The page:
Handing back an empty shell of a building did not prevent a tenant from exercising a break clause

Break rights have proved a fertile source of litigation over the last few years. More often than not, tenants have found themselves on the wrong end of the decisions. However, a Court of Appeal decision yesterday has bucked that trend.

06 July 2021

Break rights have proved a fertile source of litigation over the last few years. More often than not, tenants have found themselves on the wrong end of the decisions. However, a Court of Appeal decision yesterday has bucked that trend.

The tenant had a right to break its lease on condition that it delivered vacant possession of the property to the landlord. The tenant had stripped out significant elements of the base build and landlord’s fixtures in the property and the landlord argued that, in returning the property minus those elements, it had not complied with the vacant possession condition.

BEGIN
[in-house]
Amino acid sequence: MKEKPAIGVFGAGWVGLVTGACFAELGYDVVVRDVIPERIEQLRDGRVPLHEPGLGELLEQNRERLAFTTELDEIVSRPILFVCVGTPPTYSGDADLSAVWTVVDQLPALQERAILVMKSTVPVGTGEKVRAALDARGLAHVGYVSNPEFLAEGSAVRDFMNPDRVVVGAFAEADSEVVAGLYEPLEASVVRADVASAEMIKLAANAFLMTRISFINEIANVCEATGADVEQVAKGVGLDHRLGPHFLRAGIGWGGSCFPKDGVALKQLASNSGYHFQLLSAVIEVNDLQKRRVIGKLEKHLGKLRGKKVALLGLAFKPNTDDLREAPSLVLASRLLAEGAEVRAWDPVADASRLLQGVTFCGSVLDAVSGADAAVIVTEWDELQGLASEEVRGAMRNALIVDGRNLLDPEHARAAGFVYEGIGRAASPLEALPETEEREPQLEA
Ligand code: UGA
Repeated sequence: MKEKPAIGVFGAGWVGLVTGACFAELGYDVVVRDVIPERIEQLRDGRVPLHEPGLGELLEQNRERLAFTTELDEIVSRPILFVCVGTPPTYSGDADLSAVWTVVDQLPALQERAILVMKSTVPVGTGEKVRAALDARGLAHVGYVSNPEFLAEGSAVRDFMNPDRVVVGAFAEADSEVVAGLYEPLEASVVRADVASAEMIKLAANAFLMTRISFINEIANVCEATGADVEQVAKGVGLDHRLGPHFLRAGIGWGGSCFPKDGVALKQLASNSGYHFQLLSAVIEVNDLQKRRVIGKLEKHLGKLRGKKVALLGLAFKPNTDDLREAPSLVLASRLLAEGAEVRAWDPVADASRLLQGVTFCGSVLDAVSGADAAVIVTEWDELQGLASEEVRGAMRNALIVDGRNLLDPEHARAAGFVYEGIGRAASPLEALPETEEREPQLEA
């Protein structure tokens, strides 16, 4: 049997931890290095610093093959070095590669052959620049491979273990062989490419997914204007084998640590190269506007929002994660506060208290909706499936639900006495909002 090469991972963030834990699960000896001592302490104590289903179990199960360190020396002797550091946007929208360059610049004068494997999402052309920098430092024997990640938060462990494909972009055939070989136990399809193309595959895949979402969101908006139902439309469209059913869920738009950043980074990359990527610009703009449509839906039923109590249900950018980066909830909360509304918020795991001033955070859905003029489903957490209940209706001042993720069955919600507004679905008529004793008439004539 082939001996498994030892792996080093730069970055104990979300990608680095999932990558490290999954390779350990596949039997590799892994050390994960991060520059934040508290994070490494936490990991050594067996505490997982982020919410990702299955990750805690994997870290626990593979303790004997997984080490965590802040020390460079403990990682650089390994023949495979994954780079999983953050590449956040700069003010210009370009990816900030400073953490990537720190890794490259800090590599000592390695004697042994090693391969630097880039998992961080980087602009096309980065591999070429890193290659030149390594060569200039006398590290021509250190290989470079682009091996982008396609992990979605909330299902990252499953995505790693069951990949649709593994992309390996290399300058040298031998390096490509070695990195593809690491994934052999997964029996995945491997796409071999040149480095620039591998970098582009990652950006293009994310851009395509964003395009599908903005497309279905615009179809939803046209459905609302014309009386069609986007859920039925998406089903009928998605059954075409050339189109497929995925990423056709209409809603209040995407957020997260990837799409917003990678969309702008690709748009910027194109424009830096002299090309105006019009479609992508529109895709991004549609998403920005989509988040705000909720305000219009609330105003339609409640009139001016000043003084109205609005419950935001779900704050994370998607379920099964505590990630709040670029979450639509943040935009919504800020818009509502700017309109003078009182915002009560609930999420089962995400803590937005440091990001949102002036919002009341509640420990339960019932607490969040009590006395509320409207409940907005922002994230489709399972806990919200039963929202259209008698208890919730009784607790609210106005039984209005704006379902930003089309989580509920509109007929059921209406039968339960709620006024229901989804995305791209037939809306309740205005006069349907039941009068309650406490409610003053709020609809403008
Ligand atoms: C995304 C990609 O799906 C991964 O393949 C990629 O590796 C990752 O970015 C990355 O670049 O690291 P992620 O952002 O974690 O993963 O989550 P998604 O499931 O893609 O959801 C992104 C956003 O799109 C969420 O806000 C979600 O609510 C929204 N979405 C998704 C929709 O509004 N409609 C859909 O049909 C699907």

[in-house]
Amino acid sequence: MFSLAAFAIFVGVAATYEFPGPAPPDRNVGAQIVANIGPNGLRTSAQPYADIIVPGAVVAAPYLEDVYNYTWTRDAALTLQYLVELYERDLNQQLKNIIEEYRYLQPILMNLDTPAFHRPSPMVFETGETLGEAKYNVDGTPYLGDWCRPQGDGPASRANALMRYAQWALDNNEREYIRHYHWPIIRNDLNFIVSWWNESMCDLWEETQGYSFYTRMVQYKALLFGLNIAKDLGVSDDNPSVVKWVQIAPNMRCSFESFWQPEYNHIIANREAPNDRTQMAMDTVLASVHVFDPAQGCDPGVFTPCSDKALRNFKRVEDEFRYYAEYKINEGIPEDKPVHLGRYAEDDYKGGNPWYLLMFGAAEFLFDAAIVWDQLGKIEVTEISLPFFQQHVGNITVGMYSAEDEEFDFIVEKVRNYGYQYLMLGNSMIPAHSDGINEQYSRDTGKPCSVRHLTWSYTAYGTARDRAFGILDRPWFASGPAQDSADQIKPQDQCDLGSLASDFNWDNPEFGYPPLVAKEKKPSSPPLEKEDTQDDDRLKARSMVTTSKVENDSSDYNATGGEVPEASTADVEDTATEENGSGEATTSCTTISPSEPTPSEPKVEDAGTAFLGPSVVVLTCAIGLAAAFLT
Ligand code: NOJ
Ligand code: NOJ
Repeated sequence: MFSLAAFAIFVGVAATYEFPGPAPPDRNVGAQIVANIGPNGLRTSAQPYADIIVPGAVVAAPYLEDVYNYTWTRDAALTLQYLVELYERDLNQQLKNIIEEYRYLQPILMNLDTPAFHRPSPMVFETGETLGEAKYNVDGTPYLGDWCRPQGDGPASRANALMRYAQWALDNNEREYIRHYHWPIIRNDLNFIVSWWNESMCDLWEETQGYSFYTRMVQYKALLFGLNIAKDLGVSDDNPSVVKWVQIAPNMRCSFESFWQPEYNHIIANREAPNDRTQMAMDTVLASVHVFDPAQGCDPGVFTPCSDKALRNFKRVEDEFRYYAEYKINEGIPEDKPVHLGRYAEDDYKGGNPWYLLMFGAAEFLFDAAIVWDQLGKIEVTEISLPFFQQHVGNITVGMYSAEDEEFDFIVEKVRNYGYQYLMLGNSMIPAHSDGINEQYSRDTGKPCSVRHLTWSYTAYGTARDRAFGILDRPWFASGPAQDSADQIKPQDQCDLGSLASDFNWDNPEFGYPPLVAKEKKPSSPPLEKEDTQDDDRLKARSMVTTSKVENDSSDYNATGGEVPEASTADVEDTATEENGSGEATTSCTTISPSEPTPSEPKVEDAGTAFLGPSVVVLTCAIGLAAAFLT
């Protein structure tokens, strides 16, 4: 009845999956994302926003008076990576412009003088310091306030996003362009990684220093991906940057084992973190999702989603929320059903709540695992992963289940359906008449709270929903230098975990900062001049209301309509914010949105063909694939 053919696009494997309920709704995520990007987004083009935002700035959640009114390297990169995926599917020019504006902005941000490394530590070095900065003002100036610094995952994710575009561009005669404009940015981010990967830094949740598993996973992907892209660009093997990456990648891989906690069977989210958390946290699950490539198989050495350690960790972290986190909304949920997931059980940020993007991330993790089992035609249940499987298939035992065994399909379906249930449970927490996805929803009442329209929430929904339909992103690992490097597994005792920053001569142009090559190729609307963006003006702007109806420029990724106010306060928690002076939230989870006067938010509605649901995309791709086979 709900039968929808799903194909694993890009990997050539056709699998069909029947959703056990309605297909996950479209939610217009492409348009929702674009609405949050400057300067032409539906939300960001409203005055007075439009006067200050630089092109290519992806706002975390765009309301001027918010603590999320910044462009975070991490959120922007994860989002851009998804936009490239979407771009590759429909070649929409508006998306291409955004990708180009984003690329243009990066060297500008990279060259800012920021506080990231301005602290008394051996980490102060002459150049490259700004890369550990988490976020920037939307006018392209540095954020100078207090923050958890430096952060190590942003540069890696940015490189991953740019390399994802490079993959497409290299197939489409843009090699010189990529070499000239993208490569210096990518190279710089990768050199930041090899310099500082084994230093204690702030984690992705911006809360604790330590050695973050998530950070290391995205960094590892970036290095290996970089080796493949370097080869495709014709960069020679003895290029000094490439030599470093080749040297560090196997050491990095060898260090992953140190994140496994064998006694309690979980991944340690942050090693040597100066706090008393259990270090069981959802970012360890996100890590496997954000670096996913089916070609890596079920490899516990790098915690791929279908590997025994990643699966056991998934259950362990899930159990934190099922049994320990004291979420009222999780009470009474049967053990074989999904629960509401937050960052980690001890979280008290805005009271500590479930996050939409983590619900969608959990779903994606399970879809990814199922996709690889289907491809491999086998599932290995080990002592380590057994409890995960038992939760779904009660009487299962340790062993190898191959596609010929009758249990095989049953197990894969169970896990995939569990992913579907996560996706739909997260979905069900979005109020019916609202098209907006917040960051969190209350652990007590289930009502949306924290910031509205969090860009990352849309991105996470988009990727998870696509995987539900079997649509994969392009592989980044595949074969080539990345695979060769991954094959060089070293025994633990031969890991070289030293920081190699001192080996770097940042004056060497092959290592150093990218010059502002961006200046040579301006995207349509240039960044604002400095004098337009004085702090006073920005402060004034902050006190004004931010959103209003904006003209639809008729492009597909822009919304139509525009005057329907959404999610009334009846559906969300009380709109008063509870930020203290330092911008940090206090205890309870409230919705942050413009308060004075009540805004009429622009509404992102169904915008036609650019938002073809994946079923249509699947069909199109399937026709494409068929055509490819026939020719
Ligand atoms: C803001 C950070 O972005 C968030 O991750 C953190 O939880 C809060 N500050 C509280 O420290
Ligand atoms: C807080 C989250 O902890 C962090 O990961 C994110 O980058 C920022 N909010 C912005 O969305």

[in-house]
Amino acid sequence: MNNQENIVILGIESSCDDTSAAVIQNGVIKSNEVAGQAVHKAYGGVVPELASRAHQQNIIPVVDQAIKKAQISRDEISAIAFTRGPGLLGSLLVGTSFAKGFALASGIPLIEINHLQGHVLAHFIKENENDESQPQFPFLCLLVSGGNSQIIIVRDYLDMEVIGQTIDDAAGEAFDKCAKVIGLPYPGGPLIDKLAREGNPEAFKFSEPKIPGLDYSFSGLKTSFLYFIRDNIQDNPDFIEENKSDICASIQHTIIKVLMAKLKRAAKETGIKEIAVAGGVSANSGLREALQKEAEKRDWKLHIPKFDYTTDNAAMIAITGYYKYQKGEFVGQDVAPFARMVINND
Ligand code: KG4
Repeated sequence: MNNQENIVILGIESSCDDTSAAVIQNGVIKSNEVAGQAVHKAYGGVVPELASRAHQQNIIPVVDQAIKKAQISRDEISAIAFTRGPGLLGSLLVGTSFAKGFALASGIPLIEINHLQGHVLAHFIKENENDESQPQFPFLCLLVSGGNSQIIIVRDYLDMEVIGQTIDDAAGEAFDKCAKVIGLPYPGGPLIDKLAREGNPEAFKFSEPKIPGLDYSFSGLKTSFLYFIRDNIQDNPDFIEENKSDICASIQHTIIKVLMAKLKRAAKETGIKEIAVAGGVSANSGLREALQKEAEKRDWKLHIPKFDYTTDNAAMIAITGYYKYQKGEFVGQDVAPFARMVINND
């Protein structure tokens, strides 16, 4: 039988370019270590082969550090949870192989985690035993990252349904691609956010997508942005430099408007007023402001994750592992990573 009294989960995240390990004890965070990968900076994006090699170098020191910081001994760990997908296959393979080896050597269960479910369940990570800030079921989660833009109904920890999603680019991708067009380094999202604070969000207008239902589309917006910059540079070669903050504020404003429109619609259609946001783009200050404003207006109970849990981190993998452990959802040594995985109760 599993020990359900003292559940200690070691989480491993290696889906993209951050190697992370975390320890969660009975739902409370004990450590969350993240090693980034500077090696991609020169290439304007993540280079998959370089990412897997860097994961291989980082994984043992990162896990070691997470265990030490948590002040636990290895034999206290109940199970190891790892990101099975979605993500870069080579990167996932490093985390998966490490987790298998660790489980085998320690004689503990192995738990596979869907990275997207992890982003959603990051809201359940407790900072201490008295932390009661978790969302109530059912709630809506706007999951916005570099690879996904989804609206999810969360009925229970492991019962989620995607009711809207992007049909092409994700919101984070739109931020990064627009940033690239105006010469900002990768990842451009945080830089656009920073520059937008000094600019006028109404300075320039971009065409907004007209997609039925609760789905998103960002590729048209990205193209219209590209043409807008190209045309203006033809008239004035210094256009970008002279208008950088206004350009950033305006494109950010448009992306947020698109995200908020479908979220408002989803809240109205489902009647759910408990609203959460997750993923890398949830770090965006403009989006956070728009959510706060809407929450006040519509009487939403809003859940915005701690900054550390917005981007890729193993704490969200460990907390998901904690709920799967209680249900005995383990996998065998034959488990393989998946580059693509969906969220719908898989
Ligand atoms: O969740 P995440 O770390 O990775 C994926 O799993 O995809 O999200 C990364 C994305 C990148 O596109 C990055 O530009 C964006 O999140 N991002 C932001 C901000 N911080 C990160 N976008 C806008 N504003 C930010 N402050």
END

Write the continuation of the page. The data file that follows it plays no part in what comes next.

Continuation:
Whilst the High Court agreed, the Court of Appeal did not. It ruled that as long as the property was returned free of people, chattels and interests, vacant possession had been provided (meaning the break right had been successfully operated).

Whilst tenants should look to resist break clauses which are conditional on the delivery of vacant possession, such wording is still fairly common and this decision will come as welcome news to tenants. Whilst removing too much from a property could still be a breach of the terms of a lease, a landlord’s remedy is damages – it will not of itself prevent the successful operation of a break clause.

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